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How to make video calls accessible for people with hearing loss

21 June 2022

Video calls have become part of the regular rhythm of work for many of us, with lots of charities encouraging employees to work at home at least some of the time.

The move to remote working was a big adjustment at the start of the pandemic, but it presented extra challenges for deaf people and people with hearing loss. 75% of people RNID surveyed in April 2020 feared they would be less productive working at home. Colleagues talking across each other in meetings and poor internet connections make lipreading difficult, or impossible if someone doesn’t turn their camera on!

Even though we like to think we’ve progressed past the ‘you’re on mute’ stage, video calls can often remain inaccessible to the 1 in 12 UK employees with hearing loss. For example Gideon, RNID trustee and business founder, regularly uses video calls across multiple platforms, however he often finds that automatic captions are not turned on by the meeting host. This makes it difficult for him to follow the conversation and contribute.

At RNID we’ve learnt lots about video conferencing platforms over the last two years with help from our internal deaf awareness group, but it’s important to continue learning and keep talking to staff.

One of my team recently highlighted that she can’t see the chat function during our team meetings on Microsoft Teams when she’s using the transcript because it appears as a sidebar over the chat. This meant she was missing out on questions and links shared by other members of the team, and whilst not all the content was useful, this could leave her feeling left out and left behind.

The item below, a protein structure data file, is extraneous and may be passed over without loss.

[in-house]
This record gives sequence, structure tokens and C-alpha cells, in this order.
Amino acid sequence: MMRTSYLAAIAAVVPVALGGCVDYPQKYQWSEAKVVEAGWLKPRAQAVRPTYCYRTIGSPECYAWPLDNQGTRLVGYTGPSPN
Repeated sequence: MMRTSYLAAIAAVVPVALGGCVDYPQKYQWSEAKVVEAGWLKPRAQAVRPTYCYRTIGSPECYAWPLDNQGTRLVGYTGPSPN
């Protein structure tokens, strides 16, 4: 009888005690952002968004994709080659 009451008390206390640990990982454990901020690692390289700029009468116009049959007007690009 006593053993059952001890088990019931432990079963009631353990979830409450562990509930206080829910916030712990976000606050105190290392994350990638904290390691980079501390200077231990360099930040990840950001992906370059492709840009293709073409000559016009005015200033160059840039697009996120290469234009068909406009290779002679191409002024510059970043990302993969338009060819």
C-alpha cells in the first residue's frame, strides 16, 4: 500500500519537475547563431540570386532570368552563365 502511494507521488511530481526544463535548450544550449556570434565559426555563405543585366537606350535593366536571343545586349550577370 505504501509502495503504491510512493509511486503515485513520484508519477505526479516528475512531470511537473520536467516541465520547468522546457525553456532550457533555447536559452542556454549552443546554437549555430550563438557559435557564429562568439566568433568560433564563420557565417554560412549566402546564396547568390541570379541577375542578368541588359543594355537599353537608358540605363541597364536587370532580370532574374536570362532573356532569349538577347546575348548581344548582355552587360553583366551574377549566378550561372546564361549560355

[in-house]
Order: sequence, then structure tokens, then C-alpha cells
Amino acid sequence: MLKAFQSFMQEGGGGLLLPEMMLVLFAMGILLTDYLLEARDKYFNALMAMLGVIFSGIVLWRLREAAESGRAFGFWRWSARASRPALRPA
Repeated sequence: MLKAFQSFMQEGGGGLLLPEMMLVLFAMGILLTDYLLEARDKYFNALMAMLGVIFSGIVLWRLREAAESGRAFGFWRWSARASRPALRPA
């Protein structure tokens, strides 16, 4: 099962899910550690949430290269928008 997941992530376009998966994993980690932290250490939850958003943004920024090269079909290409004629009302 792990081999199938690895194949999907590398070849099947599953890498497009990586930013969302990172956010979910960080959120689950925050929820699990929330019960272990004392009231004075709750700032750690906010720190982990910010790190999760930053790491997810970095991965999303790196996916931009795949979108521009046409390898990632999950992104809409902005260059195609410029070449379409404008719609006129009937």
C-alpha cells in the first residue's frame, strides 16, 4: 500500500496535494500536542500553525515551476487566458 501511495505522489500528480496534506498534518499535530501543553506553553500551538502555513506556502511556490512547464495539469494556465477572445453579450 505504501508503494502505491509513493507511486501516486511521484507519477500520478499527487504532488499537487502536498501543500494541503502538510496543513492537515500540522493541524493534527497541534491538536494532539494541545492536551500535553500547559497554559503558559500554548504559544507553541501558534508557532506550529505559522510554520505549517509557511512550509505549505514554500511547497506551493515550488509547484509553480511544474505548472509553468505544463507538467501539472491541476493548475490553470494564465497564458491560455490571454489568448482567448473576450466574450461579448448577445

There are simple changes you can make to make your video calls more accessible, from following RNID’s deaf awareness tips, to learning the basic accessibility features available on each platform. Here’s some of the main things to consider when getting started:

Automated captions

Live captions are automatically generated using artificial intelligence (AI) and appear on the screen as people talk. They are closed captions, which means you can turn them on and off.

Live captions can often be less accurate than in person transcriptions, but they can be useful for short informal meetings where formal communication support is not needed or available.

It’s important to bear in mind that these kinds of captions are not 100% accurate and reliability will vary depending on the platform, background noise, internet connection and the person’s accent. Your colleague who is deaf or has hearing loss may also need to lipread, which is tiring and takes a lot of concentration.

For important meetings, especially ones where you are discussing confidential information, formal communication support with a speech to text reporter should be used. This will ensure more accurate transcriptions and means the transcriptions will be stored securely.

It is important to know which type of communication support someone would like and whether they are happy to use automated captions or if they would prefer more formal communication support.

See RNID’s user guides for information on how to turn on automatic captions as a participant and as a host on Teams, Zoom and Google Meet.

Transcriptions and Notes

A transcription is a helpful way for someone with hearing loss to follow the meeting. The transcription will also be available after the meeting, making it easy for an employee to review the notes for any information they may have missed, and help to reinforce the context of content given during the meeting.